We had Liz's preschool orientation today. It was really very nice, the school is lovely and her teacher seems great. We even met her again at lunch (out of the school context) and Liz seemed very responsive to her. I have a very good feeling about this match.
One of my major concerns in looking into preschools was Liz's age. Her November birthday means she misses the cut-off for Kindergarten by two months and therefore, won't be starting full-time public school until she is nearly six. Not to be "that mom" with the uber-gifted-snowflake, but I was worried about this. As a second child, as a kid who is physically much larger than her peers and as a girl*, she is already on top of most preschool goals and even starting to get into some Kindergarten level work. While I don't expect the school district to cater to my special desire to ensure she is "challenged" or not bored, I was apprehensive that her rowdier nature might put her in a less than desirable behavior mode if she wasn't engaged.
Having looked into the options such as private schools (holy cash BATMAN! That was the sticker price on my undergrad education and then I at least got food, a bed and a gym.), homeschooling and petitioning for an exemption, we decided to just keep her on the school prescribed track and see what happens. Once we got into the district-run preschool I felt even better about the situation. Knowing that she will be tracked through her home district and placed in Kindergarten based on a years worth of guided instruction eases my worries so much. If she winds up being a bit ahead, or maybe winds up needing some interventions, she will be all set within the parameters of the district. She can enter full-time school with a dossier, if you will, of where she is at and where she should be headed.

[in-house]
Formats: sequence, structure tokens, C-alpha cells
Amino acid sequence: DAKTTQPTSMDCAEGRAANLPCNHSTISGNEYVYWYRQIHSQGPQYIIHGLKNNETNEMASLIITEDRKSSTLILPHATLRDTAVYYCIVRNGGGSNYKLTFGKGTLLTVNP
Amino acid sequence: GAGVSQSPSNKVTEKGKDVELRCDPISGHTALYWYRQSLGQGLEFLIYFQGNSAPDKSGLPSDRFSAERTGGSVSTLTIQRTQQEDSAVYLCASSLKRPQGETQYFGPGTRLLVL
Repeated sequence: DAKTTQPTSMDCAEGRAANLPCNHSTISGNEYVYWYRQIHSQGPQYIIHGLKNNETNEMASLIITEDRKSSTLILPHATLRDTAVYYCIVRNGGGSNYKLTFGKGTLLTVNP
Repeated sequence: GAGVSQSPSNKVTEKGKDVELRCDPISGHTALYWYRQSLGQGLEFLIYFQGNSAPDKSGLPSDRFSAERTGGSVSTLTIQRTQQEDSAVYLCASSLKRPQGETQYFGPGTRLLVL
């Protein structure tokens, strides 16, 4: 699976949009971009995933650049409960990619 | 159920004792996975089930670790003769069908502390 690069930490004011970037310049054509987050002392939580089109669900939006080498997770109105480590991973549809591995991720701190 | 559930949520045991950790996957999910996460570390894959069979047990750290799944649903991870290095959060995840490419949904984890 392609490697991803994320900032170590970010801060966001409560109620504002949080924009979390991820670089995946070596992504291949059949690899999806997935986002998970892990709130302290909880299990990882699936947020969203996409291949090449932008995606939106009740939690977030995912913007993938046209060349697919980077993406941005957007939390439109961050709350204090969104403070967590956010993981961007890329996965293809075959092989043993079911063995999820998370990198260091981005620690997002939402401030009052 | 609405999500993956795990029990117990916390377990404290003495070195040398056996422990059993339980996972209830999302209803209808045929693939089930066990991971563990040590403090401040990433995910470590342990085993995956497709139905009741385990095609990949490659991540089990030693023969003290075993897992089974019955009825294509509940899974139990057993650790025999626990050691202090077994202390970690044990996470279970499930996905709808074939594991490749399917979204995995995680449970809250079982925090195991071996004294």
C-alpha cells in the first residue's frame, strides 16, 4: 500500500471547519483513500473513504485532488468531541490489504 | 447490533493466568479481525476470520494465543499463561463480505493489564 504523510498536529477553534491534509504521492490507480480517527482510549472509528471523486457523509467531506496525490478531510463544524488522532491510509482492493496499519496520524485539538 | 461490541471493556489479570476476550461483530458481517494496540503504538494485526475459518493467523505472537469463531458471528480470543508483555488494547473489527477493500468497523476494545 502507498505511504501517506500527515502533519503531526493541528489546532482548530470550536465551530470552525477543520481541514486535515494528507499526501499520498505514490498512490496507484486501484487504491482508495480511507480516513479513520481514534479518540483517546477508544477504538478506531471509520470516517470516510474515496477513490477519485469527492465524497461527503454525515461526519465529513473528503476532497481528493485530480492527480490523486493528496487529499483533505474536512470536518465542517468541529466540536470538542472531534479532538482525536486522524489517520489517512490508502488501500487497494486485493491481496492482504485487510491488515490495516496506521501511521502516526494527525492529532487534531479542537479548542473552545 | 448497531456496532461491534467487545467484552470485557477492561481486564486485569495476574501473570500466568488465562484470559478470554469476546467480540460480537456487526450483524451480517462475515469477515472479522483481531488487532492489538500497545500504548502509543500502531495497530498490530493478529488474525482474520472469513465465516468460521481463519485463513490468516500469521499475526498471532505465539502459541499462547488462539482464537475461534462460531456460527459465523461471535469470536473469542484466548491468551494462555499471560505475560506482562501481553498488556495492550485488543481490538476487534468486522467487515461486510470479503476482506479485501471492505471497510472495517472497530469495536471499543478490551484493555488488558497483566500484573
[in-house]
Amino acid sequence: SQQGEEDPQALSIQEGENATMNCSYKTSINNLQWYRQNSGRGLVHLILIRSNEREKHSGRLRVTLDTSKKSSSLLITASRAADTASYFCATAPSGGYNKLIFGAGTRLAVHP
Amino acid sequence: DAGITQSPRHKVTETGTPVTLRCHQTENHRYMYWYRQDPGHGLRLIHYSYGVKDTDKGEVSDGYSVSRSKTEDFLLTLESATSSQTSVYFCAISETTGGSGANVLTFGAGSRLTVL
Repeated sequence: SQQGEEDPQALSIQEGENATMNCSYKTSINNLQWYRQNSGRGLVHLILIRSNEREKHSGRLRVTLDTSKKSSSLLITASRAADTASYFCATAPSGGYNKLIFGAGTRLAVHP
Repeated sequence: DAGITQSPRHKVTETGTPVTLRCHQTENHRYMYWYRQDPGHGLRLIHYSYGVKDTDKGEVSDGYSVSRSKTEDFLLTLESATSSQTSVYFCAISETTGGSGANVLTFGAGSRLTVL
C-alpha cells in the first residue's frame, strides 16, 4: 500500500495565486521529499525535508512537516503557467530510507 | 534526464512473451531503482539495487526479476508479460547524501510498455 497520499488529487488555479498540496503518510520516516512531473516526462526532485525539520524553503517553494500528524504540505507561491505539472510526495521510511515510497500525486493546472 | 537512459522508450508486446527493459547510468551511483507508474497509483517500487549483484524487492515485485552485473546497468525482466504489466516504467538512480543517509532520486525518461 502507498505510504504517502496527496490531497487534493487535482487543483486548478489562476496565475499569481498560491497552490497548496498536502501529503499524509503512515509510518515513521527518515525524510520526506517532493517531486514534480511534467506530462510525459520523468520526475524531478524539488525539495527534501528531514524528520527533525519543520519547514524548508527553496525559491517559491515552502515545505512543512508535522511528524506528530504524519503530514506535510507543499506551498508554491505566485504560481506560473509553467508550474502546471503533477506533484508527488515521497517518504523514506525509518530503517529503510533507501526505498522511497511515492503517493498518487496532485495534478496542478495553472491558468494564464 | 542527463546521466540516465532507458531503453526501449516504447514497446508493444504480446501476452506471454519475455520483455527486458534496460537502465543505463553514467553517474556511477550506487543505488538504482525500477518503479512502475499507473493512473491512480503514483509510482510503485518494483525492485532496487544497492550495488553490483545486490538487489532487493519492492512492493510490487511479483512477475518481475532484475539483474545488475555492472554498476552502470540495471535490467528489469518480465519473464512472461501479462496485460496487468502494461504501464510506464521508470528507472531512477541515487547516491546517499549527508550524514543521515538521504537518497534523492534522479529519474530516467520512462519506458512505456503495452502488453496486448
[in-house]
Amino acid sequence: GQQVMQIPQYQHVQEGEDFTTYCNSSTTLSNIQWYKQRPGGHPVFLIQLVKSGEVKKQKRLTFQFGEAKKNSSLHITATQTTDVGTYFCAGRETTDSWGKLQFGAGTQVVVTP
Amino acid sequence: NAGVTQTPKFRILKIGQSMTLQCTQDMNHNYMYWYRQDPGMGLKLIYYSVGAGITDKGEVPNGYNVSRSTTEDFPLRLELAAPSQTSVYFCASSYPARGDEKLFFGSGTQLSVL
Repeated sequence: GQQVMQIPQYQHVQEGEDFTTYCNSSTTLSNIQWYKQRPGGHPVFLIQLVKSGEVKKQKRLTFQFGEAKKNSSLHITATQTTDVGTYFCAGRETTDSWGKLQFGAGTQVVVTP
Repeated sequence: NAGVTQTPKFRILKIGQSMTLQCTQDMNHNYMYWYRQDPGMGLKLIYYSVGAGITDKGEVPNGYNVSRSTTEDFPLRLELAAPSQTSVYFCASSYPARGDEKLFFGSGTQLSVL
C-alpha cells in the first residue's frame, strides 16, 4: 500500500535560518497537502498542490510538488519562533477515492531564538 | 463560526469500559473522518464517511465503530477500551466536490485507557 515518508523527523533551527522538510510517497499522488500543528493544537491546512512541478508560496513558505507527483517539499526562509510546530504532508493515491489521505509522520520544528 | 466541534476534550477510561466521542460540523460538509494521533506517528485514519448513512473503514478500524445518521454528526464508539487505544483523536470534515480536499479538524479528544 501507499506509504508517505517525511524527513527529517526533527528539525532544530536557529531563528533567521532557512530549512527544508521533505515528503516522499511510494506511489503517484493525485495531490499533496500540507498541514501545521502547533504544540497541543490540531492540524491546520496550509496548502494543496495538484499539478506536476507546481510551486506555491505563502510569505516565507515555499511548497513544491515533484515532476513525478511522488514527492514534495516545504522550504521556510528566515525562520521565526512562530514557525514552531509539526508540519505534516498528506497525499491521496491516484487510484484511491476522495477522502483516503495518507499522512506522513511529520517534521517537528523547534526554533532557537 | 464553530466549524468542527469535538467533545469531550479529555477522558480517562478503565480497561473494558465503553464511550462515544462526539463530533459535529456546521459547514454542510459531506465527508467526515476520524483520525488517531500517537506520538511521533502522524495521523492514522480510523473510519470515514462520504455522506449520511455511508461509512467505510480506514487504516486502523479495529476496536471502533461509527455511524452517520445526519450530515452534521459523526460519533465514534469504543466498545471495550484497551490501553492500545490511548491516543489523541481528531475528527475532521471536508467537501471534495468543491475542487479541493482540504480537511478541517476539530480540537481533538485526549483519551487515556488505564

The final soul-soothing factor came today in our orientation. While it is an integrated preschool aimed at mixing kids who needed interventions with kids who will serve as model students, at least 50% of the kids in Liz's class are in a similar birthday situation. It is clear that when they build the classrooms in addition to balancing out IEPs and desired sessions, they seem to sort by age cohort within the class cohort. Basically, kids who are definitively Pre-K (vs. 3-4 year-olds with two years to Kindergarten) seem to be grouped together. I like how that will help the entire class get what they need. Personally, I really like that Liz will be with a group of kids who are all reaching roughly the same milestones so no one feels left out, left behind or bored.
So my last baby will start school at the end of August. I will have two hours, four days a week kid-free. Looks like I need to start thinking about what I might like to do when both of them are in full-time school. Yikes!
*Obviously girls are not smarter than boys of a similar age, but as explored in this post, how we socialize boys and girls for school seems to be very different. This does create a phenomenon where girls seem more prepared for the "rigors" of school than their boy peers.